This type of development is called an infill station, so called because it fills in a gap between existing stations.
Since it took over the statewide rail system, NJ Transit has built some very successful infill stations.
On the Northeast Corridor Line, some of the busiest stops were only recently built. Hamilton, with its massive parking structure, opened in 1999 and Newark Airport opened in 2001. The Raritan Valley Line’s last stop until Newark used to be Roselle Park until 2004, when Union station opened adjacent to Kean University. It’s now one of the busiest stops on the line.
NJT’s progress in building new infill stations has slowed in the past couple years as funding has dried up. The most recent infill station to open was the Pennsauken Transit Center, a connecting the Atlantic City Line and River Line, in 2013. It might be too early to judge the success of this station, but it was used by an average of 75 passengers per day in 2014.
There have been proposals for several other infill stations on the NJ Transit system:
1. North Brunswick This stop would be situated on the Northeast Corridor Line between Jersey Avenue and Princeton Junction- currently a gap of 14 miles between stations. The station depends on NJ Transit’s mid-line loop project, a proposed flyover that would allow trains to cross over all 4 tracks.
2. Wesmont will be a station in Wood-Ridge, NJ on the Bergen County Line, opening in 2015 or 2016. Construction on the station is mostly finished.
The nearest station is Garfield, one mile to the north. Like North Brunswick, this station would also be accompanied by a major transit-oriented development nearby.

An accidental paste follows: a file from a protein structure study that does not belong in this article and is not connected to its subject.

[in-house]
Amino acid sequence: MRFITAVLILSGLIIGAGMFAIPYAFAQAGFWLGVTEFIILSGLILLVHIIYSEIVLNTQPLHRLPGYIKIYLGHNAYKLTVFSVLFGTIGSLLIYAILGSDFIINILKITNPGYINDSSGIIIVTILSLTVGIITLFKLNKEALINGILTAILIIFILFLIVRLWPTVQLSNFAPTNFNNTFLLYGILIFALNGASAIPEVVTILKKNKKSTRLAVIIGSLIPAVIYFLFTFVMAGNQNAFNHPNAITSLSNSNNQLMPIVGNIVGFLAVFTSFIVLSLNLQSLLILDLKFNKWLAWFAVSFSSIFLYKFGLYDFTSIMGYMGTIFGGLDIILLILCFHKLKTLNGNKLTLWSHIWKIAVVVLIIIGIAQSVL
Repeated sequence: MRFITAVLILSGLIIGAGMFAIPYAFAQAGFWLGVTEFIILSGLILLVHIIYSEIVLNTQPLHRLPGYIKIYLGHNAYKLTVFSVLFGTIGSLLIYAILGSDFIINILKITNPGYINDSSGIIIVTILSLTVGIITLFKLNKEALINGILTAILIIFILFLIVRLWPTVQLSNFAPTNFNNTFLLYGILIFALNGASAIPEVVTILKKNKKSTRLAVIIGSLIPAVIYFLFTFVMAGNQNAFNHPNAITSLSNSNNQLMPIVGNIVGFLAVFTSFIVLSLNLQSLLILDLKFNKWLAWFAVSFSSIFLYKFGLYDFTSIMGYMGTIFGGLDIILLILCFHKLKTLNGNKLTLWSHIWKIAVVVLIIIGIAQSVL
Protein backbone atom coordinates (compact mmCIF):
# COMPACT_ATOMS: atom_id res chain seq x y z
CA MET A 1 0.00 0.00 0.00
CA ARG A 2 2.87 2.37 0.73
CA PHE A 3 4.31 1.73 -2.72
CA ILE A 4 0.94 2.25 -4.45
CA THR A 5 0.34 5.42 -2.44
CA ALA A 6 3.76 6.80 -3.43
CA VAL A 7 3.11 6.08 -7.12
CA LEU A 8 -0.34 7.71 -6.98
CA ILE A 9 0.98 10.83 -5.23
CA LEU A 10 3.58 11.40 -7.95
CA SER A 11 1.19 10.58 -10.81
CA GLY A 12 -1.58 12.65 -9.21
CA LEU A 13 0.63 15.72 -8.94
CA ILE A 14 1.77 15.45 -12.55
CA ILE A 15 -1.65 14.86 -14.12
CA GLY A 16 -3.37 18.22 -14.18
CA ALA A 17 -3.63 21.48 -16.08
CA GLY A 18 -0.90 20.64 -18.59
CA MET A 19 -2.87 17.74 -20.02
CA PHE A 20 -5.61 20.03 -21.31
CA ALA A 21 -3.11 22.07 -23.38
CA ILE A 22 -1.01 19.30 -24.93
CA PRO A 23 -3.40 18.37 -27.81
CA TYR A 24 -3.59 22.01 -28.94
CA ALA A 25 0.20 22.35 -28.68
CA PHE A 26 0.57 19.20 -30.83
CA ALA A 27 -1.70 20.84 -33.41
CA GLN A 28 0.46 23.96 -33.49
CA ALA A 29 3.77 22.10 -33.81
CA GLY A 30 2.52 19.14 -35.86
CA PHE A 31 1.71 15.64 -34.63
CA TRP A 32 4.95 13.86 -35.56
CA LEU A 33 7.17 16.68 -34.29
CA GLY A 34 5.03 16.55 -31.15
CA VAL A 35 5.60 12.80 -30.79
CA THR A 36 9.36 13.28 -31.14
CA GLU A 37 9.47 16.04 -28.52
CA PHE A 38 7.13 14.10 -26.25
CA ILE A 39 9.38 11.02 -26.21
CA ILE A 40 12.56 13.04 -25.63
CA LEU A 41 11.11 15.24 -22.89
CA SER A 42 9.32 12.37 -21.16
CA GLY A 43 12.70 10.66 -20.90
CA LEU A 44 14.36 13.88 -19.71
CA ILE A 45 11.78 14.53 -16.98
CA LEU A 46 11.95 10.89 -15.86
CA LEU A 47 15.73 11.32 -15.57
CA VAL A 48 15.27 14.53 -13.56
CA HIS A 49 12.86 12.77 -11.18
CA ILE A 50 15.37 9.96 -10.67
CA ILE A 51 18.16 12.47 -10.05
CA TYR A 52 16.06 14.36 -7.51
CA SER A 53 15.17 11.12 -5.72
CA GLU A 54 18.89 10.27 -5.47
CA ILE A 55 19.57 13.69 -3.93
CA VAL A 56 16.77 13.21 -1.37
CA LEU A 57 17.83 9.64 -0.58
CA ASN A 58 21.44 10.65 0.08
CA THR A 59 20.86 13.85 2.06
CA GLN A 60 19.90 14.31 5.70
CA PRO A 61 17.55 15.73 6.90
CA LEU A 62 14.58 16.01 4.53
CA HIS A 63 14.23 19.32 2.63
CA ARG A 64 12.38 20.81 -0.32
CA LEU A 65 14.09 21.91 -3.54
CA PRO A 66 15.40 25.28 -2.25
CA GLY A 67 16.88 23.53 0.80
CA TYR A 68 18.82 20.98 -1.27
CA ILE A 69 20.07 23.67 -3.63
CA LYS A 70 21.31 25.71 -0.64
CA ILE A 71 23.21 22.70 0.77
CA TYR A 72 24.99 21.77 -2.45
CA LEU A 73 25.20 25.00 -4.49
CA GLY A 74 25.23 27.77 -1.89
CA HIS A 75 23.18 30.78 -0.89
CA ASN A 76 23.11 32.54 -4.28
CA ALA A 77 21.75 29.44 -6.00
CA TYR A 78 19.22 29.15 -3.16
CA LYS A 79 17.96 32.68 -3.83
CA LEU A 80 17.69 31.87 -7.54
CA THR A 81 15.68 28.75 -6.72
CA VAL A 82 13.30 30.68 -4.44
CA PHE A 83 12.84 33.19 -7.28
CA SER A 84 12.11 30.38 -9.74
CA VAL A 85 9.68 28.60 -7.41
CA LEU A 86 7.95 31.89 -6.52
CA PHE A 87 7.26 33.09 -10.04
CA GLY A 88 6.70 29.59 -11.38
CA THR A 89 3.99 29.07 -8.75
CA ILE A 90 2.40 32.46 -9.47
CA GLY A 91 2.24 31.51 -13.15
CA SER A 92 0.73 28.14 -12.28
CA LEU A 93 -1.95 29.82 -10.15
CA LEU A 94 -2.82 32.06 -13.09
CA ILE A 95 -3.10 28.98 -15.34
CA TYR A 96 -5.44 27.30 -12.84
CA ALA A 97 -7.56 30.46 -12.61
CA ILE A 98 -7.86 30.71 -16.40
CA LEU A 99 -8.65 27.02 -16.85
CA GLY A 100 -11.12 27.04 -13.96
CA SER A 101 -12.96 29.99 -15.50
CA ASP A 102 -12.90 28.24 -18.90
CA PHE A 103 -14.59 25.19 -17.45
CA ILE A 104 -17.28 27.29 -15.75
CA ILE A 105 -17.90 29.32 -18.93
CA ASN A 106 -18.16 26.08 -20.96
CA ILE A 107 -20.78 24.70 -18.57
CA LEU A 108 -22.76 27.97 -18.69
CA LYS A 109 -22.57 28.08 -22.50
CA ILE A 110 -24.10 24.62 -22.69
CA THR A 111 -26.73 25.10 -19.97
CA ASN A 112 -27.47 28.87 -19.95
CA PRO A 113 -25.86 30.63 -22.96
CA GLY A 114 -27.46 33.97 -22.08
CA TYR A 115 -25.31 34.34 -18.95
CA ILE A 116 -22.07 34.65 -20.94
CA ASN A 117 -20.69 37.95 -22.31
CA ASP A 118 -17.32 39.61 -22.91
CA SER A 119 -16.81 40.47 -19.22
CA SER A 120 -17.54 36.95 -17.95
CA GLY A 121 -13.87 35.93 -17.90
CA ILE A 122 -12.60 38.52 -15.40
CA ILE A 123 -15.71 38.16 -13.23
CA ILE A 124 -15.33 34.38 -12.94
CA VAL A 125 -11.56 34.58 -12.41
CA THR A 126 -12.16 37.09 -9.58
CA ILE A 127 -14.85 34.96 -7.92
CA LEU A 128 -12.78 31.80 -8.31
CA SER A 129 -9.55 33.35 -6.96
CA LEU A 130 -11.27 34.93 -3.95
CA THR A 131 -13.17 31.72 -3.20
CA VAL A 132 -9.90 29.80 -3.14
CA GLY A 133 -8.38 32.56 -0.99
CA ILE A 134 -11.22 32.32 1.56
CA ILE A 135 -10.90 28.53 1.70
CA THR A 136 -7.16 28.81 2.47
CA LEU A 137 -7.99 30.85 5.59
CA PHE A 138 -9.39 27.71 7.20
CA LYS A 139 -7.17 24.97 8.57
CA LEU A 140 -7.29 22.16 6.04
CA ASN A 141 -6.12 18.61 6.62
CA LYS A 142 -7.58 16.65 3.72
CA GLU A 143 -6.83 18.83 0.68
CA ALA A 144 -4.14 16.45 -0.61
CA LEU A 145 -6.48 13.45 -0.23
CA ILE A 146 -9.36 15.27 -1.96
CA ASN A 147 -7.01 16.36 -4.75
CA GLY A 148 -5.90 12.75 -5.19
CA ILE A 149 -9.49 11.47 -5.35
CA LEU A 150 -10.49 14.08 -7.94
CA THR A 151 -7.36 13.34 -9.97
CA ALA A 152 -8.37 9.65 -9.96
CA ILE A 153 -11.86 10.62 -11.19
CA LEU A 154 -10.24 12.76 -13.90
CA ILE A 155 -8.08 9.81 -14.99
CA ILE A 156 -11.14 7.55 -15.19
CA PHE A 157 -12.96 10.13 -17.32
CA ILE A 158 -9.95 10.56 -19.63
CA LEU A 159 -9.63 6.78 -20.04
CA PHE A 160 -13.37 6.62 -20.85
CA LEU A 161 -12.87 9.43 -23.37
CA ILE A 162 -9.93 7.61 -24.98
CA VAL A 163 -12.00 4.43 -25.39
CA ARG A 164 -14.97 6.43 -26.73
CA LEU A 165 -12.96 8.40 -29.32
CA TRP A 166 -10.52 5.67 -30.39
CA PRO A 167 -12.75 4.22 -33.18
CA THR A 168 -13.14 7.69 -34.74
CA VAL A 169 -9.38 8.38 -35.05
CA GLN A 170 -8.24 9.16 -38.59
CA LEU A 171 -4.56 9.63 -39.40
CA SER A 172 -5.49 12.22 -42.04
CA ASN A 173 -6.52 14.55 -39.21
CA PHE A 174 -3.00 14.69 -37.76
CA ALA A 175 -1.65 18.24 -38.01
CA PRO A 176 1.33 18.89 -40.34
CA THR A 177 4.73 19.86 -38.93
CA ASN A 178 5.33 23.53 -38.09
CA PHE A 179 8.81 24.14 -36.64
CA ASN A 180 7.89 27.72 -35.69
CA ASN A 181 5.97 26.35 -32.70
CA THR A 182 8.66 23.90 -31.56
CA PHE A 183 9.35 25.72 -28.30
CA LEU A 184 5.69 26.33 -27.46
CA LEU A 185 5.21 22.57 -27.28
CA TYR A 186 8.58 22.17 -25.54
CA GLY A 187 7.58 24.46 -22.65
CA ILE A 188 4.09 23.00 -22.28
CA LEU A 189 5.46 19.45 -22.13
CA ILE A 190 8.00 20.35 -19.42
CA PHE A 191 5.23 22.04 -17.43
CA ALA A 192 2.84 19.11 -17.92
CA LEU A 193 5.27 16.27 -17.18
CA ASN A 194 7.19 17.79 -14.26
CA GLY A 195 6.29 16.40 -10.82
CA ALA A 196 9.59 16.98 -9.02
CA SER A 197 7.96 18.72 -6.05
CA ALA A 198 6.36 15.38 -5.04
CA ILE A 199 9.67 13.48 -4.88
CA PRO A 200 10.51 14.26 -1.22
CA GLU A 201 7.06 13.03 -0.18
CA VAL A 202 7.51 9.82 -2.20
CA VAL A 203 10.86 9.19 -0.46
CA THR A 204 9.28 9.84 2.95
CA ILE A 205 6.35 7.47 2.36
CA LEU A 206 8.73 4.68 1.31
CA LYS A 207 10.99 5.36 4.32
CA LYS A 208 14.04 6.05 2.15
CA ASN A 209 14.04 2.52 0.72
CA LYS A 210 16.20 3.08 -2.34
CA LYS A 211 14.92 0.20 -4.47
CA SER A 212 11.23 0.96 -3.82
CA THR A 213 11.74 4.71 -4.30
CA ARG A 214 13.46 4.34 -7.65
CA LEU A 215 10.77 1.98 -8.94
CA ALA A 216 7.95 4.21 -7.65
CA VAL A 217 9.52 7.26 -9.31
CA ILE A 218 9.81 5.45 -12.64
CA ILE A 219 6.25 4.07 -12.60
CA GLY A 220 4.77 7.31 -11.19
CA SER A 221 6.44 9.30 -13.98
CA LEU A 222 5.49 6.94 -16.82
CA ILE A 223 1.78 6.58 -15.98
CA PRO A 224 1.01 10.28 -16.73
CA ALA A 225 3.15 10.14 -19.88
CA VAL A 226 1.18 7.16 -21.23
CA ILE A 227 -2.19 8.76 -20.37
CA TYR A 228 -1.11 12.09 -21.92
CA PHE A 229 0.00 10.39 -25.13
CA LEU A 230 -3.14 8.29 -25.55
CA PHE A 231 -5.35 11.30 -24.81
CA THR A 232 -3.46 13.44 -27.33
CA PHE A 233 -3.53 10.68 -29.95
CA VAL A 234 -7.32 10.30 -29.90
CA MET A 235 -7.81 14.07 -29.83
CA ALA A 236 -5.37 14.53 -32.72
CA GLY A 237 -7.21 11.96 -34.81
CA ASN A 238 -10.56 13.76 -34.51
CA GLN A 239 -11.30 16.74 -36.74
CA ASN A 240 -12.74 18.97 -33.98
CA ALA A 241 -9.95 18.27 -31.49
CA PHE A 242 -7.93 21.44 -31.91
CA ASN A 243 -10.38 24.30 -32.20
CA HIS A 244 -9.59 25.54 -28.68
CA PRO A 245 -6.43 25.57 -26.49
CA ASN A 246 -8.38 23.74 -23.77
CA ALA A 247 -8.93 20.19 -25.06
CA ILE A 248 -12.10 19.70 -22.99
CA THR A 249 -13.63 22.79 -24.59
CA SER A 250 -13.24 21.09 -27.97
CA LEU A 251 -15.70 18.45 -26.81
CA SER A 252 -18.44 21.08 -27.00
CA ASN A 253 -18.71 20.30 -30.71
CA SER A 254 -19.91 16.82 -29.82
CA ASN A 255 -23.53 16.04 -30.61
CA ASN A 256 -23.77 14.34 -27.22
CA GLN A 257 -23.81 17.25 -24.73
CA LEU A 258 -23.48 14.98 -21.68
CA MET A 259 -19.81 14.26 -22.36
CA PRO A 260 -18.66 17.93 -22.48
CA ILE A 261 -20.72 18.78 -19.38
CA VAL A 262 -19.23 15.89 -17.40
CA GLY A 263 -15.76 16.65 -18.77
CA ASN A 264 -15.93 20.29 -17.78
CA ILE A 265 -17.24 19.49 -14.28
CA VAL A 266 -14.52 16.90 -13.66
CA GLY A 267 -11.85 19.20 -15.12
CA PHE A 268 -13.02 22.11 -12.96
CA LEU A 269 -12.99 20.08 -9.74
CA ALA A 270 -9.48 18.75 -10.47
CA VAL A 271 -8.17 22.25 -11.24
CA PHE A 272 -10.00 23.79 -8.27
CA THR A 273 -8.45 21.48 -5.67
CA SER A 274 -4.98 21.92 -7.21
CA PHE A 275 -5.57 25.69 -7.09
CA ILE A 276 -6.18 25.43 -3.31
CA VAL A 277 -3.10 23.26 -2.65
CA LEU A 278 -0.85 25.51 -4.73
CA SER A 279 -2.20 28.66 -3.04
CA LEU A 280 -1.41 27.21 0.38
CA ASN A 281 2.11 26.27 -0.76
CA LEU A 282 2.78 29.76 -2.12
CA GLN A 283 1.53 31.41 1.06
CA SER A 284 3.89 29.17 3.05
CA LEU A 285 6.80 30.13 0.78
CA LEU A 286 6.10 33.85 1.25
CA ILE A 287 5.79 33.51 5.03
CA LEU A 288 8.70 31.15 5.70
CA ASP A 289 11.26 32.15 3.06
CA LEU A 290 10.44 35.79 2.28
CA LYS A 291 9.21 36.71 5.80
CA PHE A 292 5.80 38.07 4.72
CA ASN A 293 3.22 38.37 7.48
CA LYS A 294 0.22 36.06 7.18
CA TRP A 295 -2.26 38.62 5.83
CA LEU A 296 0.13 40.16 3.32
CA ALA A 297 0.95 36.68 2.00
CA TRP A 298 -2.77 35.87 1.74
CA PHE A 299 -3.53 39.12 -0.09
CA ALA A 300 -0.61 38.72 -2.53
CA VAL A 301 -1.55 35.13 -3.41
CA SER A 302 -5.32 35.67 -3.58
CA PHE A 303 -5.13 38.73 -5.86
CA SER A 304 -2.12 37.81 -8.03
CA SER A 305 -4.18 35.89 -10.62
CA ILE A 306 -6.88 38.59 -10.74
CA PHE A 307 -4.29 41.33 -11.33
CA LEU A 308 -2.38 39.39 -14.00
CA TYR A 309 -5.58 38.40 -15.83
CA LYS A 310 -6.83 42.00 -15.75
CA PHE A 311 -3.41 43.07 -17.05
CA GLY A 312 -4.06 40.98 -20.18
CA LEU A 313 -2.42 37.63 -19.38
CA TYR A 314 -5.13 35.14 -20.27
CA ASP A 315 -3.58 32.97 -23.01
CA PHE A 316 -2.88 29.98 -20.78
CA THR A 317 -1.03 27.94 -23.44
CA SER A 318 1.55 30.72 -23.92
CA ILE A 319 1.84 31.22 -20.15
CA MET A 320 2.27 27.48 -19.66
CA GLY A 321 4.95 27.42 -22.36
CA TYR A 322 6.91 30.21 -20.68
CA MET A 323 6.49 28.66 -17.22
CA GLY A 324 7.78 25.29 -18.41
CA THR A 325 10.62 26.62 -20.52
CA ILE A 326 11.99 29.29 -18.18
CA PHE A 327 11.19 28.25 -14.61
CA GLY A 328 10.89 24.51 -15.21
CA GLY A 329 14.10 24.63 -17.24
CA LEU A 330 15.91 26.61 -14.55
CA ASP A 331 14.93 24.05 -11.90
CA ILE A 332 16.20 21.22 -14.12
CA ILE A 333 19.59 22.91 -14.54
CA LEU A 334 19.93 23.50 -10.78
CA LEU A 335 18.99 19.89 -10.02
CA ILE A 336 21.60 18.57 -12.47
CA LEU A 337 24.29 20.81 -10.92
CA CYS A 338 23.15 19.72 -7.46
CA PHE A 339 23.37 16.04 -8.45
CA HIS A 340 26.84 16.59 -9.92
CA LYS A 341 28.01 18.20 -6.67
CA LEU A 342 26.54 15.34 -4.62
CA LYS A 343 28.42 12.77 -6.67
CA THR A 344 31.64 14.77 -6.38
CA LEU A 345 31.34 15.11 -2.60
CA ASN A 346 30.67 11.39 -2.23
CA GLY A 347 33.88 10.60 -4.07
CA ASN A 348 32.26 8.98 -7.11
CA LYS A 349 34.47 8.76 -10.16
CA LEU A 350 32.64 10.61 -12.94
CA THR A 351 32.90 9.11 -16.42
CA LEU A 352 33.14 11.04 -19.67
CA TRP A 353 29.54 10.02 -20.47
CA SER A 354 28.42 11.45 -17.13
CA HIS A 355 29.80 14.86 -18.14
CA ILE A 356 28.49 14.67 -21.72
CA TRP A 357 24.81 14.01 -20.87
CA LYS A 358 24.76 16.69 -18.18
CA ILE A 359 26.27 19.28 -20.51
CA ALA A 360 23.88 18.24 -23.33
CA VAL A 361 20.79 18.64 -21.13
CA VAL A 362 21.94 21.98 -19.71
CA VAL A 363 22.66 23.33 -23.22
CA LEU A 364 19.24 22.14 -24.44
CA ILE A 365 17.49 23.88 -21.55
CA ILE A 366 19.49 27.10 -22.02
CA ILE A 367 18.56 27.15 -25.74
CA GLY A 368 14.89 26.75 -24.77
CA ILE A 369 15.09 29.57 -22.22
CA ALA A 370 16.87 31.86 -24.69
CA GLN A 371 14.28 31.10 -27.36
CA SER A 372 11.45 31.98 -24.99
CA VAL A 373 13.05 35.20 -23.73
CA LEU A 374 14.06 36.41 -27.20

3. 18th Street, Jersey City would be the an infill station on the Hudson Bergen Light Rail, near the border with Hoboken. In 2012, NJ Transit received $400,000 for a study on the new station.
The site is in an industrial, redevelopable area of Jersey City that has been branded “SoHo West” by real estate interests. The station would only be financially feasible if NJ Transit received a contribution from nearby developers.
4. 17th Street, Hoboken There is no street called 17th Street in Hoboken, but a developer, Rockefeller Group, proposed a large new complex including a 40-story office tower at the North End of Hoboken, which would include a new street and an HBLR station named after it. The station and the associated development were implicated in a scandal wherein Hoboken mayor Dawn Zimmer alleged that Hurricane Sandy funds were being withheld from the city in order to secure approval of the project
The stop would fill in a gap between 9th Street and Lincoln Harbor.
5. Canal Crossing is a proposed new residential district in Jersey City, in a currently-industrial section south of Communipaw. The development would include 7,000 new housing units, a new street grid and a light rail station at Caven Point Avenue, on the HBLR line to Bayonne.
This is a long-term project for Jersey City and construction has not started.
6. Ampere In 2005, the City of East Orange commissioned a report on reopening Ampere Station on the Montclair Line, originally closed in 1991, finding that a new station would see about 500 riders a day. The station originally closed because of low ridership, when there was only limited rush hour service to Newark and Hoboken. Trains now run to New York and operate all day.
No progress on this proposal has been made since 2005.
7. South Street, Newark has never been formally proposed as an infill station, but it could potentially be an intermediate stop of the Port Authority’s PATH extension to Newark Airport.
South Street is about a mile south of Newark Penn Station and was the site of a small train station that served the Ironbound and Lincoln Park areas of Newark until 1974. Multiple commentators have proposed South Street as a stop on the new PATH extension, but the most likely outcome is that it will not be included in the project.
An infill station adds roughly 60-90 seconds to a train’s schedule, depending on the type of train and how many passengers use the stop. The inconvenience to other train passengers is minimal, but the benefit for passengers at the new station is significant. It’s a strategy to make better use out of the transit system we have, rather than spending millions of dollars on expensive extensions out into the fringes of suburbia.